CAS Number: 76-22-2
Substance which can be extracted under distillation from the Camphor tree bark. Nowadays it is synthesized from the Turpentine. Used with creams and lotions as local anti-inflammatory agent. There is no proof of effectiveness as decongestant or expectorant when used in inhaled preparations, but as a toxic agent. Camphor is a highly lipophilic substance which is well absorbed by whatever via of administration (skin, inhalation, mouth) that crosses easily the cell membrane. Pharmacokinetic data support the likelihood of excretion into breast milk in a significant amount. Camphor has been shown to be toxic at low dose on infants in whom it may cause headache, vomiting, seizures and coma. It should never be administered by mouth. It is not appropriate its use during breastfeeding, and, in whatever case, it should not be applied on the mother's breast, since severe intoxications be occurred in infants after use of small ingested amounts. Be aware of not using it in the nostrils.
On last update no relevant published data on breastfeeding were found. Because of essential oil toxicity its use is not recommended except with of an occasional and moderate manner. Produces a change in odour and flavour of milk that may cause rejection by the infant. When topically used it is safe while breastfeeding provided it is not applied on the nipple. Leaves of tree are used. Contains essential oil (Eucalyptol), tannins, terpenes, flavonoids, phenolic acids. Suggested properties (not clinically tested): Expectorant, Mucolytic, Anti-septic. Eucalyptol is neurotoxic and may induce seizures. An over-dosing is potentially lethal. Not indicated for children under 4 years old.
Herb which is widely used by many cultures. It has been used even for pain relief during pregnancy and colicky pain in fussy babies (without proved data on this). Since it is non toxic at appropriate dose and a tiny excretion into breast milk of active metabolite Menthol, a moderate consumption is believed compatible while breastfeeding. Dessicated leaves and essential oil of the plant that contains Menthol are used. Properties that have been demonstrated and approved indications are: as spasmolytic for Dyspepsia, Irritable Colon and flatulence. It has been used for the treatment of cracked nipple with best results than placebo or Lanolin. Although with no proven effectiveness, it is traditionally used for cough relief, common cold, pain or itching by local application or inhalation. Overdosing of essential oil may be harmful. Do not expose infants to inhalation of products that contain Menthol (irritation of the air way) In case of use on the nipple, do it after feeding the baby and cleanse thoroughly the surface before the next one.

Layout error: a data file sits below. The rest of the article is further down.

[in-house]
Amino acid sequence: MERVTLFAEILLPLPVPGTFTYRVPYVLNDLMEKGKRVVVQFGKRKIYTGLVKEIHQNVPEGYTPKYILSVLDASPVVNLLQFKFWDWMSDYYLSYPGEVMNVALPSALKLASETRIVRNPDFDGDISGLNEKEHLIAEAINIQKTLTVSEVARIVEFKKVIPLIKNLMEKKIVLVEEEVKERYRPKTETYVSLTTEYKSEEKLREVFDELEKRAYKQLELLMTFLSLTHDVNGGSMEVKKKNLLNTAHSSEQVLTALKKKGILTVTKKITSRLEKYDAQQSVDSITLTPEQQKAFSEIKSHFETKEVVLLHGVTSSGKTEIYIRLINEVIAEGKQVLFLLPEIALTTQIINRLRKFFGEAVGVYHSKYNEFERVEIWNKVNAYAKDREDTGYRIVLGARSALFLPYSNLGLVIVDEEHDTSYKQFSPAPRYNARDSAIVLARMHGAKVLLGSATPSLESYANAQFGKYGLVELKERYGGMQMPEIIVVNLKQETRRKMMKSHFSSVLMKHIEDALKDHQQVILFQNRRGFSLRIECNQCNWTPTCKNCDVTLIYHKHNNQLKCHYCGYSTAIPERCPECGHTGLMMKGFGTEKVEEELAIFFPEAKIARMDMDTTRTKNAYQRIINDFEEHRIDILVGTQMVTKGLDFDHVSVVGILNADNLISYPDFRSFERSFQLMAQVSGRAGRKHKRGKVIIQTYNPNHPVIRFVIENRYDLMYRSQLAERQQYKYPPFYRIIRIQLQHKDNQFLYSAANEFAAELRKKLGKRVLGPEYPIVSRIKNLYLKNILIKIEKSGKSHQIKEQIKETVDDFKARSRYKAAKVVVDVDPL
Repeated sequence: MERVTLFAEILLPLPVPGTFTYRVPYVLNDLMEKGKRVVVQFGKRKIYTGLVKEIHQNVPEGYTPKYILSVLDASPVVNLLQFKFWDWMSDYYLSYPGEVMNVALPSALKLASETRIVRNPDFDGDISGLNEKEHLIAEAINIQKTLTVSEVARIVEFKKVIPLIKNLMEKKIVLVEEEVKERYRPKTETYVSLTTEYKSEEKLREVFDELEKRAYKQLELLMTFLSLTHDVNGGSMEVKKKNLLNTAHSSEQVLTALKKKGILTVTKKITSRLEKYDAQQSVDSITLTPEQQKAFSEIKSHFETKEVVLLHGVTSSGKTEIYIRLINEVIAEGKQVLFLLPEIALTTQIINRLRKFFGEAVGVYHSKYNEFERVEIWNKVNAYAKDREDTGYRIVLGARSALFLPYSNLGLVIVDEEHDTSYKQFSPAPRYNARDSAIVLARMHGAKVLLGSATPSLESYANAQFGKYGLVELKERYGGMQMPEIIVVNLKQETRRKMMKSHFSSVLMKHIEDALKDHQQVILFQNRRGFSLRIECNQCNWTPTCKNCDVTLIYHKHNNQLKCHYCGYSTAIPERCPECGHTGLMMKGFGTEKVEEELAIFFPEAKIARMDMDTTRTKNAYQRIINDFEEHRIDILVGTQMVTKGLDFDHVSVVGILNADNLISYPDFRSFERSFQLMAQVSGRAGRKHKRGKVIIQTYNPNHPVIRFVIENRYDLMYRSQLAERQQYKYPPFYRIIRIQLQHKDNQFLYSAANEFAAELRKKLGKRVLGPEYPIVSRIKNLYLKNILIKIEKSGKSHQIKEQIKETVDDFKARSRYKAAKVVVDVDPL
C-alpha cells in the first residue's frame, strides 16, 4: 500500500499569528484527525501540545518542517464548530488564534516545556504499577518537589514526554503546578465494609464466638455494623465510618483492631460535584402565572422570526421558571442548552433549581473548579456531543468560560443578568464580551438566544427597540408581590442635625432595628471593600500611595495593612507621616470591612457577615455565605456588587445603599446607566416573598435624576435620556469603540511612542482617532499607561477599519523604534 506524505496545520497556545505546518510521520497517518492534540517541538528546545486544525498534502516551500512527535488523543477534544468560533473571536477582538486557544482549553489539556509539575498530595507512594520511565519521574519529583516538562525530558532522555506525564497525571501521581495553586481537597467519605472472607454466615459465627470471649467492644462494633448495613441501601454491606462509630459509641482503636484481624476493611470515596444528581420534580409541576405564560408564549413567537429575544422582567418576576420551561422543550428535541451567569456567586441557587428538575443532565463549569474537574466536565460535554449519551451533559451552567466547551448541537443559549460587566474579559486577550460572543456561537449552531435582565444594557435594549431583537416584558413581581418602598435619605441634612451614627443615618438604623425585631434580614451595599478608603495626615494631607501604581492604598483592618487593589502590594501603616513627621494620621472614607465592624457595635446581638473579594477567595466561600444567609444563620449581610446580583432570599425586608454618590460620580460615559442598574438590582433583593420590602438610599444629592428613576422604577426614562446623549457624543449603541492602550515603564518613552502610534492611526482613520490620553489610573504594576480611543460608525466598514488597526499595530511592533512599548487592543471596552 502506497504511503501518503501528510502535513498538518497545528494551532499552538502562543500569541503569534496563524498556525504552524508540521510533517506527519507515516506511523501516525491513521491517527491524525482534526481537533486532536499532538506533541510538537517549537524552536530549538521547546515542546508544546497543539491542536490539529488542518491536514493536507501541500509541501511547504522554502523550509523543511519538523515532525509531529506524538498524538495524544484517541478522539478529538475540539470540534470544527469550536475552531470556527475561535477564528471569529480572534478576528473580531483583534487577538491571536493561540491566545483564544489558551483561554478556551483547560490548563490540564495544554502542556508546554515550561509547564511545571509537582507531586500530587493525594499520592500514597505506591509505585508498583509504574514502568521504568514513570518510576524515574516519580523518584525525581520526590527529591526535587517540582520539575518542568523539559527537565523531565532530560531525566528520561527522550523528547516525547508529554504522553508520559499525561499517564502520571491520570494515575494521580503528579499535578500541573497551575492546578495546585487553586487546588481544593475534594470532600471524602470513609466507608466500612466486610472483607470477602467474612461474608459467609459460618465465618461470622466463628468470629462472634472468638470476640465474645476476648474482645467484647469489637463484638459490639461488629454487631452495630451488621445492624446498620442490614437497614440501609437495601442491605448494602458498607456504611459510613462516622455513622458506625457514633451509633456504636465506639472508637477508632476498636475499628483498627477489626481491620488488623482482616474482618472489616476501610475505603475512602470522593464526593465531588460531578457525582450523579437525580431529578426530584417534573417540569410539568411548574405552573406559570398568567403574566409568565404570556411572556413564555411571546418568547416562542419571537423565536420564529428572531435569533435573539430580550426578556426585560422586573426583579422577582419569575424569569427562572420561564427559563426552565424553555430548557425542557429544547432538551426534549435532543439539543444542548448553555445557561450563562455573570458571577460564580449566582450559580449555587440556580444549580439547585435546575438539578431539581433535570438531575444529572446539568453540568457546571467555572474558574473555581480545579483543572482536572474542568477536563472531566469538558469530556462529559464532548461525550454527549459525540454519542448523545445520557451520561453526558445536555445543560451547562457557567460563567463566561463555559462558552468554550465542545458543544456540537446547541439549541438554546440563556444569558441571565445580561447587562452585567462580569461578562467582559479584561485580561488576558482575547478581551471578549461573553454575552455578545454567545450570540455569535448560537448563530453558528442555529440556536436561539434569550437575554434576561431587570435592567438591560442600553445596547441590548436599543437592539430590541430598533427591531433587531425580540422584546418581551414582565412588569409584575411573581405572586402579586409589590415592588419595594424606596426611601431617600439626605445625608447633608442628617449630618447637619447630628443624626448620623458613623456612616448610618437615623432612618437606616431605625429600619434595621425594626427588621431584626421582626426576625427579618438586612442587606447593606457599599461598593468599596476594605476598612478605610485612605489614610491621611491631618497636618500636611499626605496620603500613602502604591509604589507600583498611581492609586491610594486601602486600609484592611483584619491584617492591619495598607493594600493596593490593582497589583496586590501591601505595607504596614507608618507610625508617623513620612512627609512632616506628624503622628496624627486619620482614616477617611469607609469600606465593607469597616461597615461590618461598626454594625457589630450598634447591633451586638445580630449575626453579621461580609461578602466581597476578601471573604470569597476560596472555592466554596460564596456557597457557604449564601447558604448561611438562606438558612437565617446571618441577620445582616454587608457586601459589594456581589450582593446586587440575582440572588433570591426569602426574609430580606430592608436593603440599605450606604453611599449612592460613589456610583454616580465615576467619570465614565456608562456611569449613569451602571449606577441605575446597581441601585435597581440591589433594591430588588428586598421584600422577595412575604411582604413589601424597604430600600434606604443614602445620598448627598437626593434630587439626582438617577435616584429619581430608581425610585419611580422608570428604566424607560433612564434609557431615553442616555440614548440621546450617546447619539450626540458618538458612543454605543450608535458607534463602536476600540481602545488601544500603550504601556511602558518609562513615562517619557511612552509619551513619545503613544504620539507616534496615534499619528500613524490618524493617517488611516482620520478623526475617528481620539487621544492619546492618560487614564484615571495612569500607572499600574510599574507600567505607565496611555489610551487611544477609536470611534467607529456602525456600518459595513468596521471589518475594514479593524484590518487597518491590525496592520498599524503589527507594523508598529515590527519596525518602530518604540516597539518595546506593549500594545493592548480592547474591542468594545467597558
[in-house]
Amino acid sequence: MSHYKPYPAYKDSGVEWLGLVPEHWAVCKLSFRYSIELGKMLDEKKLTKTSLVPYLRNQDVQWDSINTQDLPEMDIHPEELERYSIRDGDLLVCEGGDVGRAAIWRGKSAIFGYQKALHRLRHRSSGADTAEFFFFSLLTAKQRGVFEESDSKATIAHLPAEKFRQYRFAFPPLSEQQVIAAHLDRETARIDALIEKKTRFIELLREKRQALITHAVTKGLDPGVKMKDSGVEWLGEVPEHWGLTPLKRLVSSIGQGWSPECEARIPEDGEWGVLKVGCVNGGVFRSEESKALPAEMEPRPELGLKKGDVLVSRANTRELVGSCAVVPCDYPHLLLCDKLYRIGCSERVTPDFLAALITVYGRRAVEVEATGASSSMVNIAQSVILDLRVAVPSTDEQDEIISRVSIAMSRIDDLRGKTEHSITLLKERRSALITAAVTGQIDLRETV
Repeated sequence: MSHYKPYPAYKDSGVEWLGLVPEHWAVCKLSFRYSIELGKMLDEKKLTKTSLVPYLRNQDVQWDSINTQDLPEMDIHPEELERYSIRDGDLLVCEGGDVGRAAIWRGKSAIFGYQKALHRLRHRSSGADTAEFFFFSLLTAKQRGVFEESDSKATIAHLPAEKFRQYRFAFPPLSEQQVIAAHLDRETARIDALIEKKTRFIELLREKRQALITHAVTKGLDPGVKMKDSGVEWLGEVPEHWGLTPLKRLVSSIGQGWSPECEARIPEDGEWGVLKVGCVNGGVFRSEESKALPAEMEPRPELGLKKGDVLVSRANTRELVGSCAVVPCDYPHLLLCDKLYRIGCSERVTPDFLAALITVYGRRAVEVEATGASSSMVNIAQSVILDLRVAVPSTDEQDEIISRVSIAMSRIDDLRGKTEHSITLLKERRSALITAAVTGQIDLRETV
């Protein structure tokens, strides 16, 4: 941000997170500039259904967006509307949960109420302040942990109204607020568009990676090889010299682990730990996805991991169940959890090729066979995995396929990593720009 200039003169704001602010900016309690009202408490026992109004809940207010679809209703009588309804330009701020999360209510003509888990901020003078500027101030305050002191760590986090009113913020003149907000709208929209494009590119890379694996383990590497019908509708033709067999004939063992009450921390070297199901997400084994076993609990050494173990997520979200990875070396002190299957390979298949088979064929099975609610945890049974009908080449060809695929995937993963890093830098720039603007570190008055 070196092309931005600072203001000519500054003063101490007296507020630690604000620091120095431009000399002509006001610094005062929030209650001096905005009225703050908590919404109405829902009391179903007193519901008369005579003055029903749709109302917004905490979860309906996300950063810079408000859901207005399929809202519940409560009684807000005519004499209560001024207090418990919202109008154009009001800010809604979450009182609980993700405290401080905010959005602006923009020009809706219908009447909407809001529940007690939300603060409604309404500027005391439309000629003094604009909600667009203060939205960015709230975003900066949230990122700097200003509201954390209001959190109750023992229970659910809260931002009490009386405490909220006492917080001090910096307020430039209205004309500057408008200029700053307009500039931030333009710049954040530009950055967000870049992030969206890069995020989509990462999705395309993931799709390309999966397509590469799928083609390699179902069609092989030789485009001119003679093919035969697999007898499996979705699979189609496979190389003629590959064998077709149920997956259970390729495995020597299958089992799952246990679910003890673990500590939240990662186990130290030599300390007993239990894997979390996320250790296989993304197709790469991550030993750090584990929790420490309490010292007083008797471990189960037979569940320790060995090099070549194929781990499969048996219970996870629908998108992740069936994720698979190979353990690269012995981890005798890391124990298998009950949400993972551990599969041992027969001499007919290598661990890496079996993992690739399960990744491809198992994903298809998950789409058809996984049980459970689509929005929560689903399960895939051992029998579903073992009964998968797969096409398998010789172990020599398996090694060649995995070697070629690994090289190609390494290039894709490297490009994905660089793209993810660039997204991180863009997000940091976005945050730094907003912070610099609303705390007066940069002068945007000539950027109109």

Peppermint (Mentha x piperita) contains menthol, menthone, menthyl acetate as major ingredients. Minor ingredients include 1,8-cineole, pulegone, bitter substances, caffeic acid, flavonoids, and tannins. Peppermint is a purported galactogogue; however, no scientifically valid clinical trials support this use. Galactogogues should never replace evaluation and counseling on modifiable factors that affect milk production. Topical peppermint gel and solutions have been studied for the prevention of pain and cracked nipples and areolas in nursing women. The peppermint preparations were more effective than placebo and expressed breastmilk, and about as effective as lanolin, although a meta-analysis concluded that application of nothing or breastmilk may be superior to lanolin, but good studies are lacking. Menthol is excreted into breastmilk in small quantities; the excretion of other components have not been studied. Peppermint is "generally recognized as safe" (GRAS) as a food by the U.S. Food and Drug Administration. Large doses can cause heartburn, nausea and vomiting. Allergic reactions, including headache, have been reported to menthol. If peppermint is used on the nipples, it should be used after nursing and wiped off before the next nursing. Dietary supplements do not require extensive pre-marketing approval from the U.S. Food and Drug Administration. Manufacturers are responsible to ensure the safety, but do not need to the safety and effectiveness of dietary supplements before they are marketed. Dietary supplements may contain multiple ingredients, and differences are often found between labeled and actual ingredients or their amounts. A manufacturer may contract with an independent organization to verify the quality of a product or its ingredients, but that does certify the safety or effectiveness of a product. Because of the above issues, clinical testing results on one product may not be applicable to other products. More detailed information #about dietary supplements# is available elsewhere on the LactMed Web site.
If you observer abnormal behavior or any other health issue in infant then you should immediately call 911 or contact other contact other emergency service provider in your area otherwise closely monitor the baby and inform your doctor about your Cvs Health Medicated Chest Rub | Camphor, Eucalyptus Oil, Menthol Ointment usage and time interval of breastfeeding.
If your doctor knows that you are breastfeeding mother and still prescribes Cvs Health Medicated Chest Rub | Camphor, Eucalyptus Oil, Menthol Ointment then there must be good reason for that as Cvs Health Medicated Chest Rub | Camphor, Eucalyptus Oil, Menthol Ointment is considered unsafe, It usually happens when doctor finds that overall advantage of taking
Yes, Extra monitoring is required if mother is using Cvs Health Medicated Chest Rub | Camphor, Eucalyptus Oil, Menthol Ointment and breastfeeding as it is considered unsafe for baby.
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